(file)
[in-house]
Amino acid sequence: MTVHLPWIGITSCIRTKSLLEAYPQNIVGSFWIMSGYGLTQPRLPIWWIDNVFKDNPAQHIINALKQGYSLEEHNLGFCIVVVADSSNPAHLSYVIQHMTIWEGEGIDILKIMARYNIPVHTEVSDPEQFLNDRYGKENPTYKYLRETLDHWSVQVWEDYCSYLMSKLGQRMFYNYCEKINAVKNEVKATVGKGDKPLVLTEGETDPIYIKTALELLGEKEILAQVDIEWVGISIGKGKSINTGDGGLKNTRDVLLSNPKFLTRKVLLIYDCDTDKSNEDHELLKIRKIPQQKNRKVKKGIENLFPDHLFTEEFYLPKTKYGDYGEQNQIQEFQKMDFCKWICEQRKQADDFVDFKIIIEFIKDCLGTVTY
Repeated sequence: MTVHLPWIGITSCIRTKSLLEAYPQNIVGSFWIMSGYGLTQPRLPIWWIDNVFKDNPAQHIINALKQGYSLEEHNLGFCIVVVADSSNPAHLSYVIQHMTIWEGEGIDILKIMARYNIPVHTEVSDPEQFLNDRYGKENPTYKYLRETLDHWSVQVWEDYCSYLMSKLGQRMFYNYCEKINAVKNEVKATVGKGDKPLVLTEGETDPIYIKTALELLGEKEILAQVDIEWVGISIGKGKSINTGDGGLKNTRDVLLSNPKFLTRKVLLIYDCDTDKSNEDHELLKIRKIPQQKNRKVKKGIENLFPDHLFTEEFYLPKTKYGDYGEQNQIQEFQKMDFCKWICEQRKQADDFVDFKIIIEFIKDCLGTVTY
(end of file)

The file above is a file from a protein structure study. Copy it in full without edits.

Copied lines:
[in-house]
Amino acid sequence: MTVHLPWIGITSCIRTKSLLEAYPQNIVGSFWIMSGYGLTQPRLPIWWIDNVFKDNPAQHIINALKQGYSLEEHNLGFCIVVVADSSNPAHLSYVIQHMTIWEGEGIDILKIMARYNIPVHTEVSDPEQFLNDRYGKENPTYKYLRETLDHWSVQVWEDYCSYLMSKLGQRMFYNYCEKINAVKNEVKATVGKGDKPLVLTEGETDPIYIKTALELLGEKEILAQVDIEWVGISIGKGKSINTGDGGLKNTRDVLLSNPKFLTRKVLLIYDCDTDKSNEDHELLKIRKIPQQKNRKVKKGIENLFPDHLFTEEFYLPKTKYGDYGEQNQIQEFQKMDFCKWICEQRKQADDFVDFKIIIEFIKDCLGTVTY
Repeated sequence: MTVHLPWIGITSCIRTKSLLEAYPQNIVGSFWIMSGYGLTQPRLPIWWIDNVFKDNPAQHIINALKQGYSLEEHNLGFCIVVVADSSNPAHLSYVIQHMTIWEGEGIDILKIMARYNIPVHTEVSDPEQFLNDRYGKENPTYKYLRETLDHWSVQVWEDYCSYLMSKLGQRMFYNYCEKINAVKNEVKATVGKGDKPLVLTEGETDPIYIKTALELLGEKEILAQVDIEWVGISIGKGKSINTGDGGLKNTRDVLLSNPKFLTRKVLLIYDCDTDKSNEDHELLKIRKIPQQKNRKVKKGIENLFPDHLFTEEFYLPKTKYGDYGEQNQIQEFQKMDFCKWICEQRKQADDFVDFKIIIEFIKDCLGTVTY